* C$ rebounds from session low as appetite for risk grows
* Bonds flat to lower as stocks post more gains
* Canada sheds 82,600 jobs in Feb, jobless rate rises
* Canada trade deficit at C$993 mln is biggest on record (Updates to midmorning)
By Ka Yan Ng
TORONTO, March 13 (Reuters) - The Canadian dollar shot higher against the U.S. currency on Friday morning with growth in risk appetite, fueled by optimism over stock market rises, outgunning further evidence of a deteriorating economy.
At 9:45 a.m. (1445 GMT), the currency was at C$1.2696 to the U.S. dollar, or 78.77 U.S. cents, up from C$1.2791 to the U.S. dollar, or 78.18 U.S. cents, at Thursday’s close.
That was a rebound from the session low of C$1.2844 to the U.S. dollar, or 77.86 U.S. cents, which was hit after Canadian employment data for February came in worse than expected.
The currency rose as high as C$1.2678 to the U.S. dollar, or 78.88 U.S. cents, on hopes that North American stock markets would build on this week’s gains. World stocks seemed on track on Friday morning for one of their largest weekly gains in 20 years. [ID:nLD664043]
The Canadian dollar rose despite some bearish economic numbers released on Friday. Canada posted a record trade deficit of C$993 million in January, slightly ahead of expectations for a C$1 billion trade shortfall as shrinking U.S. demand for cars led to a dramatic slide in exports. [ID:nN13254064]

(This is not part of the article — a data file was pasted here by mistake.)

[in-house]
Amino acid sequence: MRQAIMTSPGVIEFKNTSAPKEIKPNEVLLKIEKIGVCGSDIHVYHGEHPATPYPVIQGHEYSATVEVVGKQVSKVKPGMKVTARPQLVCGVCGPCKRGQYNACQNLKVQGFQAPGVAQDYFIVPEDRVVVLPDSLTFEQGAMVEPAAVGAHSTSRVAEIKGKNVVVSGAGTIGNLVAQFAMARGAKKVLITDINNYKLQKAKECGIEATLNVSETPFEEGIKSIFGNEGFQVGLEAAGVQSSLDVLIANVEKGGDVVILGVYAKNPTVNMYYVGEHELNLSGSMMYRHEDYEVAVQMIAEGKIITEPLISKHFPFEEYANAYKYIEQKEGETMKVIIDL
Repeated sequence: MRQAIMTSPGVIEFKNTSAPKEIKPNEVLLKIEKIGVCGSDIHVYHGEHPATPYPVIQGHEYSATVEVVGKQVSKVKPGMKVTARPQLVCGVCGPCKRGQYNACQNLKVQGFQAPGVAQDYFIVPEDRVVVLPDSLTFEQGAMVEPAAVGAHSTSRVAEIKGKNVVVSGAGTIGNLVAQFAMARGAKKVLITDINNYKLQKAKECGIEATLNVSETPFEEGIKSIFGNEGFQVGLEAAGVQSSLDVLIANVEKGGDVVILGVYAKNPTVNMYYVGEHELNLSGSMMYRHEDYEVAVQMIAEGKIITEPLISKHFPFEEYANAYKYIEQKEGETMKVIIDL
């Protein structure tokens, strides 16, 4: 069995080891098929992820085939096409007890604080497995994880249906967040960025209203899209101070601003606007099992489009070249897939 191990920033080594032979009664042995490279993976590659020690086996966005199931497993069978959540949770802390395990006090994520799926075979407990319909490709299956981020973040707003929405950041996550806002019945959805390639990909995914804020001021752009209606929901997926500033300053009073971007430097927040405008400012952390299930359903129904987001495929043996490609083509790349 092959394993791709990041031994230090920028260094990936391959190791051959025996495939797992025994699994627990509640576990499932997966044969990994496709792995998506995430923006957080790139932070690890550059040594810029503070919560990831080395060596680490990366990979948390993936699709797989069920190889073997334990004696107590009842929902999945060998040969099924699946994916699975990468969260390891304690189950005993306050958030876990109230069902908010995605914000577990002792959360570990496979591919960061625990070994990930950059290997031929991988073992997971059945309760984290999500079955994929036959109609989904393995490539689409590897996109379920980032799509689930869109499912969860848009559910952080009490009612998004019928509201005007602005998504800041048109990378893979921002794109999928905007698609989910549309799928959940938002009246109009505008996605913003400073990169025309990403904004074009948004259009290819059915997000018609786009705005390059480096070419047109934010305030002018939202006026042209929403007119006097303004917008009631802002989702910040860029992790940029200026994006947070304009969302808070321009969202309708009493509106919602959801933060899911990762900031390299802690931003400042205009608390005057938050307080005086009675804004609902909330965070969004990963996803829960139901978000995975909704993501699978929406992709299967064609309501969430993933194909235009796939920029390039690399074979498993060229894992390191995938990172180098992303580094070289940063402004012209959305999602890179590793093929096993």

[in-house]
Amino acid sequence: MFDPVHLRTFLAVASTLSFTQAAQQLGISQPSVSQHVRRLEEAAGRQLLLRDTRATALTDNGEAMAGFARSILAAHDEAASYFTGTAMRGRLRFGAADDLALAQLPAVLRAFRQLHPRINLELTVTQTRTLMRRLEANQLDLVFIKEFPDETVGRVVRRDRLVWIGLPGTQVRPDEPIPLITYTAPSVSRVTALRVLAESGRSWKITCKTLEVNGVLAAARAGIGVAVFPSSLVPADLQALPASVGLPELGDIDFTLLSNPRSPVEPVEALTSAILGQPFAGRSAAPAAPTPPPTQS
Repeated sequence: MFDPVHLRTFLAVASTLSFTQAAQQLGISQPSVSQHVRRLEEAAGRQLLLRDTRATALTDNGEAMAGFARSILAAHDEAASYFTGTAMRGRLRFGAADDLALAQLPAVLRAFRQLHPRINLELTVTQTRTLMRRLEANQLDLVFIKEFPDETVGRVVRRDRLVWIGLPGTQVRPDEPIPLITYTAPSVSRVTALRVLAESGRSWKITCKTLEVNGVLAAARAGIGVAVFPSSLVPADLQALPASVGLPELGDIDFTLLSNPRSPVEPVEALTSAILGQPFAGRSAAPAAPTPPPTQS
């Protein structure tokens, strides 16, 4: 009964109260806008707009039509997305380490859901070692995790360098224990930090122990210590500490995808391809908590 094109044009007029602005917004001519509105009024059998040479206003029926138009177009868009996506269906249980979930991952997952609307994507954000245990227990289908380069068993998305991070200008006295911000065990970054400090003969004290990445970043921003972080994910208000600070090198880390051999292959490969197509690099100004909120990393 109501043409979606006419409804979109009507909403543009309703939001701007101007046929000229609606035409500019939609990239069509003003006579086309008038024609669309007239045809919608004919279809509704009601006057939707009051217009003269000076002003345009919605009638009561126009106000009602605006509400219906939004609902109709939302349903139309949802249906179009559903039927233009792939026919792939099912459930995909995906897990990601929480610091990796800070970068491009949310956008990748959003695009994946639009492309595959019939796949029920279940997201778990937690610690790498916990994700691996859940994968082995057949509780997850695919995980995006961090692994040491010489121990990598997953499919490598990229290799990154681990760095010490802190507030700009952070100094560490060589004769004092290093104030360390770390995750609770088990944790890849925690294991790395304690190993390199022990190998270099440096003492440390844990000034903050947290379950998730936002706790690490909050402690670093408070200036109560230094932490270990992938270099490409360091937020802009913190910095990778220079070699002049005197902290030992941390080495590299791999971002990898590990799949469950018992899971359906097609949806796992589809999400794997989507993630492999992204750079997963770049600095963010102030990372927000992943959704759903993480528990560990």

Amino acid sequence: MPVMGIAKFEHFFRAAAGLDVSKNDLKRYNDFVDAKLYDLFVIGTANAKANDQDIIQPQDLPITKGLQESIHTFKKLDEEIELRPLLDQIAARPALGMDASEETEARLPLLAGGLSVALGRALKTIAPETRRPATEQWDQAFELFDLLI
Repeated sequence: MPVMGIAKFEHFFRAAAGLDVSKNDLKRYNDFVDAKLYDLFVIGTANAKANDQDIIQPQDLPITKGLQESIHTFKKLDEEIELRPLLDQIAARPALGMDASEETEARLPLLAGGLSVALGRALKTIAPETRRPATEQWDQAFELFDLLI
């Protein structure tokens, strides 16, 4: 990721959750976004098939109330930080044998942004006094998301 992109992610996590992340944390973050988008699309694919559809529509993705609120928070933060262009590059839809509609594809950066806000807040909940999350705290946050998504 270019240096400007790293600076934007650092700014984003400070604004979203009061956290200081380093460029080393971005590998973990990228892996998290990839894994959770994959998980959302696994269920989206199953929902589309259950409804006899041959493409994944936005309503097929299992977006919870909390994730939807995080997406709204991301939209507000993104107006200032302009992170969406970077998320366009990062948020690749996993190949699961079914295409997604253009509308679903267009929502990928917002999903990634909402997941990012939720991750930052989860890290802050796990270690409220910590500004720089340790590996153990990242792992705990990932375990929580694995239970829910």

Also, the country shed 82,600 jobs last month, compared with forecasts for a decline of 52,500. The unemployment rate shot up to its highest level since 2003. [ID:nN13253705]
“Right now, risk appetites are fairly healthy and people are buying second-tier currencies and stocks. So the Canadian dollar is benefiting from the rebound in risk appetite.” said Sal Guatieri, senior economist at BMO Capital Markets.
Friday’s data added to an already pessimistic view of the economy in the first quarter. Finance Minister Jim Flaherty, in Britain for a Group of 20 finance ministers meeting, told a Toronto radio station that Canada will continue to see job losses for several months to come and will experience a difficult 2009. [ID:nN13515816]
“All in all not a very encouraging report,” said George Davis, chief technical strategist at RBC Capital Markets, of the jobs report.
“At first Canada was able to avoid some of the initial fallout resulting from the global economic slowdown but the evidence that has come in data wise over the last three months or so is now starting to indicate we’re playing a little bit of catch up to those weakening trends that we’ve seen in other countries,” he added.
Canadian bond prices were flat to lower on Friday after the data and as stock markets ticked higher.
The appeal of the safe haven government debt is often curbed when riskier assets, such as stocks, are favored.
The two-year bond was unchanged at C$103.00 to yield 0.976 percent. The 10-year bond slipped 14 Canadian cents to C$107.16 to yield 2.932 percent.
The 30-year bond lost 40 Canadian cents to C$123.60 to yield 3.652 percent. The U.S. 30-year bond yielded 3.654 percent. (Additional reporting by Jennifer Kwan; Editing by Peter Galloway)